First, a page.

Dr. Valerie Rao, a medical examiner who reviewed evidence of the case, says Zimmerman's injuries "were not life threatening... very insignificant." Rao claims that if Zimmerman was attacked as severely as he said he was, he would have suffered severe damage and bleeding; instead, she says, his injuries weren't bad enough to require stitches.
Wednesday, July 3
Military attorney Alexis Carter testifies that Zimmerman got an "A" in his criminal litigation course, which included information about Florida's "Stand Your Ground" law. The prosecution charges that Zimmerman lied about his knowledge of "Stand Your Ground" last year on Fox News, while the defense team argues that Zimmerman's actions were permissible under the law.
Friday, July 5
When asked if the voice heard screaming in the background of a 911 call belongs to her son, Sybrina Fulton, mother of Trayvon Martin, responds, "I heard my son screaming." Gladys Zimmerman, mother of the defendant, identifies the voice as "My son, George."
Monday, July 8
Sanford police officer Chris Serino says that when he asked Tracy Martin whether the voice crying for help on a 911 call belonged to his 17-year-old son, Trayvon Martin, he "looked away and under his breath, as I interpreted it, said 'no.'" The prosecution posits that Tracy Martin might have just been expressing denial at his son's death.
On the stand, Tracy Martin denies Serino's story, saying, "I was listening to my son's last cry for help."
The defense team brings in five people: Mark and Sondra Osterman, who refer to George Zimmerman as Mark's "best friend"; Leanne Benjamin and her partner John Donnelly, who says he considers Zimmerman almost "as a son"; and Zimmerman co-worker Geri Russo. They all say the voice on the 911 call belongs to Zimmerman.
Tuesday, July 9
Dr. Vincent DiMaio, the former chief medical examiner in San Antonio, Texas, testifies that the trajectory of the bullet and traces of gunpowder are "consistent with Mr. Zimmerman's account that Mr. Martin was over him, leaning forward at the time he was shot." When cross-examined, DiMaio concedes to the prosecution that it's possible that Martin was pulling away from Zimmerman at the time of the shooting. He also tells the court that he was paid $2,400 by the defense.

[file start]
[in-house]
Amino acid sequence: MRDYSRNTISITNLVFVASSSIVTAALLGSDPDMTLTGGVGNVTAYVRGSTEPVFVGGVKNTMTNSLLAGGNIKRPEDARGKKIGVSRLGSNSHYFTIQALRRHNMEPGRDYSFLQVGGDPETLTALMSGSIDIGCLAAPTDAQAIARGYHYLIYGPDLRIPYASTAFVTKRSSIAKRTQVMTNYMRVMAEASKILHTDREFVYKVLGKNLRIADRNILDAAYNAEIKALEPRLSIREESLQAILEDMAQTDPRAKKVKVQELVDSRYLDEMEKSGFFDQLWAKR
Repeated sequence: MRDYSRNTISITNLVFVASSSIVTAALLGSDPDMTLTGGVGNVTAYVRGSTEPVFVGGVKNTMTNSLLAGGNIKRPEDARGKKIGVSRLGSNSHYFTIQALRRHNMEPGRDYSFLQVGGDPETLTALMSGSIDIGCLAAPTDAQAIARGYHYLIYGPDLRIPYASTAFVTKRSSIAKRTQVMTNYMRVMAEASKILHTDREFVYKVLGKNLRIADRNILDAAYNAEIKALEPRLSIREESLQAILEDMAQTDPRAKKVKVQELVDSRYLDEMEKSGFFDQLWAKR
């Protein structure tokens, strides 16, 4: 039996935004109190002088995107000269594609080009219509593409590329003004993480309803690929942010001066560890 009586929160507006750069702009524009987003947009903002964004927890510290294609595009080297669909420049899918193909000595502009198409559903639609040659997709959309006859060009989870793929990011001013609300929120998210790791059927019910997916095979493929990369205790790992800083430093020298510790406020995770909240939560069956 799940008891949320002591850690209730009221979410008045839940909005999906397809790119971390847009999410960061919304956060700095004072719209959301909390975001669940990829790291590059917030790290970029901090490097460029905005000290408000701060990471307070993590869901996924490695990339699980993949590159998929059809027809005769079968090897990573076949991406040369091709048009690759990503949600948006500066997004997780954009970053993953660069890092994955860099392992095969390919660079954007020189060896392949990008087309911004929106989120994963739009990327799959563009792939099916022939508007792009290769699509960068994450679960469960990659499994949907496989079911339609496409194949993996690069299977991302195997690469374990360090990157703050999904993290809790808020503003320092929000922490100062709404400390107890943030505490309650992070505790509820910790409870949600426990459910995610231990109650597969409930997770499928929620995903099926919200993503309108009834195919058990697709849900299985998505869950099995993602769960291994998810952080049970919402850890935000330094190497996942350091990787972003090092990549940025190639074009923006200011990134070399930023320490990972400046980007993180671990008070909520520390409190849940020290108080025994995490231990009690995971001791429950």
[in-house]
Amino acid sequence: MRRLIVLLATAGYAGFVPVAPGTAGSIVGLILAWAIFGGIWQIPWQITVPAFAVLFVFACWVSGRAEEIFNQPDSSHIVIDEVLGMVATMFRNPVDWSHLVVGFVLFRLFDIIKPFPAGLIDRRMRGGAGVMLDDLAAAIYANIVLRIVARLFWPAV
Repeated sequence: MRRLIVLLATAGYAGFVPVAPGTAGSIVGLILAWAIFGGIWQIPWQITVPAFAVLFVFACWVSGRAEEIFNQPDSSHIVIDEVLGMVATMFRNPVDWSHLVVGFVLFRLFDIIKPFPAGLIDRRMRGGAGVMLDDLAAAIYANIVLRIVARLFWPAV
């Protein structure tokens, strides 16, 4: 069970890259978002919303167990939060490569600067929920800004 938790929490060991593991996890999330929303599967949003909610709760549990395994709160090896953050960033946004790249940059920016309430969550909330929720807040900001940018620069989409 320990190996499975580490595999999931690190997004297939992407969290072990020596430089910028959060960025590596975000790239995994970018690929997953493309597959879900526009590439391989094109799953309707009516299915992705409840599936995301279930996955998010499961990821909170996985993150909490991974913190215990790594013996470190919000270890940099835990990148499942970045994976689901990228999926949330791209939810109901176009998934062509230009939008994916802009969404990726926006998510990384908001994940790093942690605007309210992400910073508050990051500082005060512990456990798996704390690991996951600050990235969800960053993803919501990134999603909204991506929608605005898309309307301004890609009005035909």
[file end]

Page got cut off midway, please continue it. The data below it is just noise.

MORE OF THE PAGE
DiMaio goes on to say that it's likely that Martin was conscious for 10 to 15 seconds after being shot, which would make it possible for him to move his arms. Zimmerman initially said that he moved Martin's arms out to the side after the shooting, which appeared to contradict photos that found Martin with his arms under his body.
Wednesday, July 10
Assistant State Attorney John Guy uses a foam dummy on July 10 to demonstrate the altercation between George Zimmerman and Trayvon Martin. (Gary W. Green-Pool/Getty Images)
Dennis Root, a public safety consultant called by the defense, testifies that Martin was probably in better shape than Zimmerman. During cross-examination, the prosecution straddles a foam dummy to demonstrate that it would have been hard for Zimmerman to grab his gun with Martin on top of him, which is what the defense team claims happened. Root later agrees with the defense team that Zimmerman might have been able to reach around Martin's body to grab his gun.
When asked if the gunshot angle was consistent with Martin getting off of Zimmerman and backing away, Root replies, "It could be consistent with any kind of movement... We weren't there so the info that we have is George Zimmerman's statement."
After a testy spat with the judge, the defense waits until the last minute to inform the court that George Zimmerman will not testify. That makes the last defense witness Zimmerman's father, Robert Zimmerman, who identifies the voice yelling in the 911 call as his son's.
The defense rests its case. After rebuttal witnesses are called, both sides will make their closing arguments, and then the case will be sent to the jury.